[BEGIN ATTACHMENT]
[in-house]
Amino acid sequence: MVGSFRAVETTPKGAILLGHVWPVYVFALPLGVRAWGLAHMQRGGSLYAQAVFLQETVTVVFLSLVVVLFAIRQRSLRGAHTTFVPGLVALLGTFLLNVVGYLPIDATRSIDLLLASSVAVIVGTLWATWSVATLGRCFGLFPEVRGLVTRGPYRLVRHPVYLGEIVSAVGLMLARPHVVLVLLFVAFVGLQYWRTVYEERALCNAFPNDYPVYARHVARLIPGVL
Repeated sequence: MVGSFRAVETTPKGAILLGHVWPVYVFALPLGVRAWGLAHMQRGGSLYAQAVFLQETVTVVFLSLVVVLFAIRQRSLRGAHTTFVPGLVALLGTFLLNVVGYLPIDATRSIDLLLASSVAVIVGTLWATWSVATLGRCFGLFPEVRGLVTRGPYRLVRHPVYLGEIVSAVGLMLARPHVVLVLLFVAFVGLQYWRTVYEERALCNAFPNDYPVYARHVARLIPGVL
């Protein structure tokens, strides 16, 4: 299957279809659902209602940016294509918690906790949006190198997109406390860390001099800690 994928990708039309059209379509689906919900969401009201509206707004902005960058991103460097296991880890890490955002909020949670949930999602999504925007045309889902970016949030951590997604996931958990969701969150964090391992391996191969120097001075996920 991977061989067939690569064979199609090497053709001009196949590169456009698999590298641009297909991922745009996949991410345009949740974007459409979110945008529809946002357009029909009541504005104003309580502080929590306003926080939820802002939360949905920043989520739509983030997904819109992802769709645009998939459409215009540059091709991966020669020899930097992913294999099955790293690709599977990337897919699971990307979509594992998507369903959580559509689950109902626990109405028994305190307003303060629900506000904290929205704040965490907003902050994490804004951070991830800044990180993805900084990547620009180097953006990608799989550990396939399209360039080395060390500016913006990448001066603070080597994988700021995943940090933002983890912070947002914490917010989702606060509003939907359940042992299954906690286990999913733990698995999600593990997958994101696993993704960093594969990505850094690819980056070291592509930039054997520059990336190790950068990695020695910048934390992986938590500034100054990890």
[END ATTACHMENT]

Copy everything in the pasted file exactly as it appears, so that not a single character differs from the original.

[in-house]
Amino acid sequence: MVGSFRAVETTPKGAILLGHVWPVYVFALPLGVRAWGLAHMQRGGSLYAQAVFLQETVTVVFLSLVVVLFAIRQRSLRGAHTTFVPGLVALLGTFLLNVVGYLPIDATRSIDLLLASSVAVIVGTLWATWSVATLGRCFGLFPEVRGLVTRGPYRLVRHPVYLGEIVSAVGLMLARPHVVLVLLFVAFVGLQYWRTVYEERALCNAFPNDYPVYARHVARLIPGVL
Repeated sequence: MVGSFRAVETTPKGAILLGHVWPVYVFALPLGVRAWGLAHMQRGGSLYAQAVFLQETVTVVFLSLVVVLFAIRQRSLRGAHTTFVPGLVALLGTFLLNVVGYLPIDATRSIDLLLASSVAVIVGTLWATWSVATLGRCFGLFPEVRGLVTRGPYRLVRHPVYLGEIVSAVGLMLARPHVVLVLLFVAFVGLQYWRTVYEERALCNAFPNDYPVYARHVARLIPGVL
């Protein structure tokens, strides 16, 4: 299957279809659902209602940016294509918690906790949006190198997109406390860390001099800690 994928990708039309059209379509689906919900969401009201509206707004902005960058991103460097296991880890890490955002909020949670949930999602999504925007045309889902970016949030951590997604996931958990969701969150964090391992391996191969120097001075996920 991977061989067939690569064979199609090497053709001009196949590169456009698999590298641009297909991922745009996949991410345009949740974007459409979110945008529809946002357009029909009541504005104003309580502080929590306003926080939820802002939360949905920043989520739509983030997904819109992802769709645009998939459409215009540059091709991966020669020899930097992913294999099955790293690709599977990337897919699971990307979509594992998507369903959580559509689950109902626990109405028994305190307003303060629900506000904290929205704040965490907003902050994490804004951070991830800044990180993805900084990547620009180097953006990608799989550990396939399209360039080395060390500016913006990448001066603070080597994988700021995943940090933002983890912070947002914490917010989702606060509003939907359940042992299954906690286990999913733990698995999600593990997958994101696993993704960093594969990505850094690819980056070291592509930039054997520059990336190790950068990695020695910048934390992986938590500034100054990890």